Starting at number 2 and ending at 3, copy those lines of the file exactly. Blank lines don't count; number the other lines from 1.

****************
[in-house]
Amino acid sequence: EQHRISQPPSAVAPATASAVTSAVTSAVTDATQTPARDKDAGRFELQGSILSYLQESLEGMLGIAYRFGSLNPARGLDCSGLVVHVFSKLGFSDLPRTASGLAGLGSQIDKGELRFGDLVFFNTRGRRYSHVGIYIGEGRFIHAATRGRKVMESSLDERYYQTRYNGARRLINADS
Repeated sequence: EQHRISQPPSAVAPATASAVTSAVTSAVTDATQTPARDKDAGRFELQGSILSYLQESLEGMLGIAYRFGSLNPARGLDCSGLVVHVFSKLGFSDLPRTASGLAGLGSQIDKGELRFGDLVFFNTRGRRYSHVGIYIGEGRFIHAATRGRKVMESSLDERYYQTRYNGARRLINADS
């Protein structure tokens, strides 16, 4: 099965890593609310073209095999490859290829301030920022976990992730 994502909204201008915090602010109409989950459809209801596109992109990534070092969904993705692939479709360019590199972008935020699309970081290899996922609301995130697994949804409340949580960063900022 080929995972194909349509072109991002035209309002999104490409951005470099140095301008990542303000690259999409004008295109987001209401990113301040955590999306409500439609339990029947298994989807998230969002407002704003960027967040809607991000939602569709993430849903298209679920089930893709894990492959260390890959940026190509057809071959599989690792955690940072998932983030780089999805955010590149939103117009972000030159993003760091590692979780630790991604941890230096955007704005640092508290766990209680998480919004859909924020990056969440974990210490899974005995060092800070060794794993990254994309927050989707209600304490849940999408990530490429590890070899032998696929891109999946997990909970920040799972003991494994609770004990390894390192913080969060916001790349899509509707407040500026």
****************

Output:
Amino acid sequence: EQHRISQPPSAVAPATASAVTSAVTSAVTDATQTPARDKDAGRFELQGSILSYLQESLEGMLGIAYRFGSLNPARGLDCSGLVVHVFSKLGFSDLPRTASGLAGLGSQIDKGELRFGDLVFFNTRGRRYSHVGIYIGEGRFIHAATRGRKVMESSLDERYYQTRYNGARRLINADS
Repeated sequence: EQHRISQPPSAVAPATASAVTSAVTSAVTDATQTPARDKDAGRFELQGSILSYLQESLEGMLGIAYRFGSLNPARGLDCSGLVVHVFSKLGFSDLPRTASGLAGLGSQIDKGELRFGDLVFFNTRGRRYSHVGIYIGEGRFIHAATRGRKVMESSLDERYYQTRYNGARRLINADS